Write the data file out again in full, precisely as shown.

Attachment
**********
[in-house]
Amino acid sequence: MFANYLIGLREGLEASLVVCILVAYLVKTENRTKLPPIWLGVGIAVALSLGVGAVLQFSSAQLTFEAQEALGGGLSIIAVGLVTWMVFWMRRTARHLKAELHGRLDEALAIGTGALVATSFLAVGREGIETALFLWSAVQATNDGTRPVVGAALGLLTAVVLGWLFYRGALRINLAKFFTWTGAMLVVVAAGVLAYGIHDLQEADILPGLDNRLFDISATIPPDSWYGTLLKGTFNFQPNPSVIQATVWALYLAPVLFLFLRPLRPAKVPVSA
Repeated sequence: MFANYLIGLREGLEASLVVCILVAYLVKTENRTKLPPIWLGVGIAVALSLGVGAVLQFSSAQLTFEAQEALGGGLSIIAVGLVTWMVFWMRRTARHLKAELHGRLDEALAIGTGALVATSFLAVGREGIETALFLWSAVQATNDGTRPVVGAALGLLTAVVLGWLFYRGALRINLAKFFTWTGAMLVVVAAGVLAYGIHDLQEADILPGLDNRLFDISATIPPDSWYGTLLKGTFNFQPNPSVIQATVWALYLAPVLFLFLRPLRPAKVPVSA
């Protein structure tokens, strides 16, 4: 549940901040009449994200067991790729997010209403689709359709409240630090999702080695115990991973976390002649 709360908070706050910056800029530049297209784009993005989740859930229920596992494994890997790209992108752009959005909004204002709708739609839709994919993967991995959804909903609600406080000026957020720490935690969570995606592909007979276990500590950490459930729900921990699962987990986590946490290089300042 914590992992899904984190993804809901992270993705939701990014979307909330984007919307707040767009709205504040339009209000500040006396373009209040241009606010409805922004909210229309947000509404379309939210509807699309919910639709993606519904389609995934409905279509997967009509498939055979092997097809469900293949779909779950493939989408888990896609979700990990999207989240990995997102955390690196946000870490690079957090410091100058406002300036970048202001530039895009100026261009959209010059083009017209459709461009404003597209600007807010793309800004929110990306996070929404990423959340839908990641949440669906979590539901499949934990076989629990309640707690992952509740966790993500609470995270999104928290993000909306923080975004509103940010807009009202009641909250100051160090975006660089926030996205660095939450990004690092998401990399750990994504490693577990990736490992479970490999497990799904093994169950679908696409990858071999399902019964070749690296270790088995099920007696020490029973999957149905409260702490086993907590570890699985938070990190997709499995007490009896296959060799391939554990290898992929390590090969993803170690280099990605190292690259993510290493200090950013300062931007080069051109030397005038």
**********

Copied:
[in-house]
Amino acid sequence: MFANYLIGLREGLEASLVVCILVAYLVKTENRTKLPPIWLGVGIAVALSLGVGAVLQFSSAQLTFEAQEALGGGLSIIAVGLVTWMVFWMRRTARHLKAELHGRLDEALAIGTGALVATSFLAVGREGIETALFLWSAVQATNDGTRPVVGAALGLLTAVVLGWLFYRGALRINLAKFFTWTGAMLVVVAAGVLAYGIHDLQEADILPGLDNRLFDISATIPPDSWYGTLLKGTFNFQPNPSVIQATVWALYLAPVLFLFLRPLRPAKVPVSA
Repeated sequence: MFANYLIGLREGLEASLVVCILVAYLVKTENRTKLPPIWLGVGIAVALSLGVGAVLQFSSAQLTFEAQEALGGGLSIIAVGLVTWMVFWMRRTARHLKAELHGRLDEALAIGTGALVATSFLAVGREGIETALFLWSAVQATNDGTRPVVGAALGLLTAVVLGWLFYRGALRINLAKFFTWTGAMLVVVAAGVLAYGIHDLQEADILPGLDNRLFDISATIPPDSWYGTLLKGTFNFQPNPSVIQATVWALYLAPVLFLFLRPLRPAKVPVSA
């Protein structure tokens, strides 16, 4: 549940901040009449994200067991790729997010209403689709359709409240630090999702080695115990991973976390002649 709360908070706050910056800029530049297209784009993005989740859930229920596992494994890997790209992108752009959005909004204002709708739609839709994919993967991995959804909903609600406080000026957020720490935690969570995606592909007979276990500590950490459930729900921990699962987990986590946490290089300042 914590992992899904984190993804809901992270993705939701990014979307909330984007919307707040767009709205504040339009209000500040006396373009209040241009606010409805922004909210229309947000509404379309939210509807699309919910639709993606519904389609995934409905279509997967009509498939055979092997097809469900293949779909779950493939989408888990896609979700990990999207989240990995997102955390690196946000870490690079957090410091100058406002300036970048202001530039895009100026261009959209010059083009017209459709461009404003597209600007807010793309800004929110990306996070929404990423959340839908990641949440669906979590539901499949934990076989629990309640707690992952509740966790993500609470995270999104928290993000909306923080975004509103940010807009009202009641909250100051160090975006660089926030996205660095939450990004690092998401990399750990994504490693577990990736490992479970490999497990799904093994169950679908696409990858071999399902019964070749690296270790088995099920007696020490029973999957149905409260702490086993907590570890699985938070990190997709499995007490009896296959060799391939554990290898992929390590090969993803170690280099990605190292690259993510290493200090950013300062931007080069051109030397005038």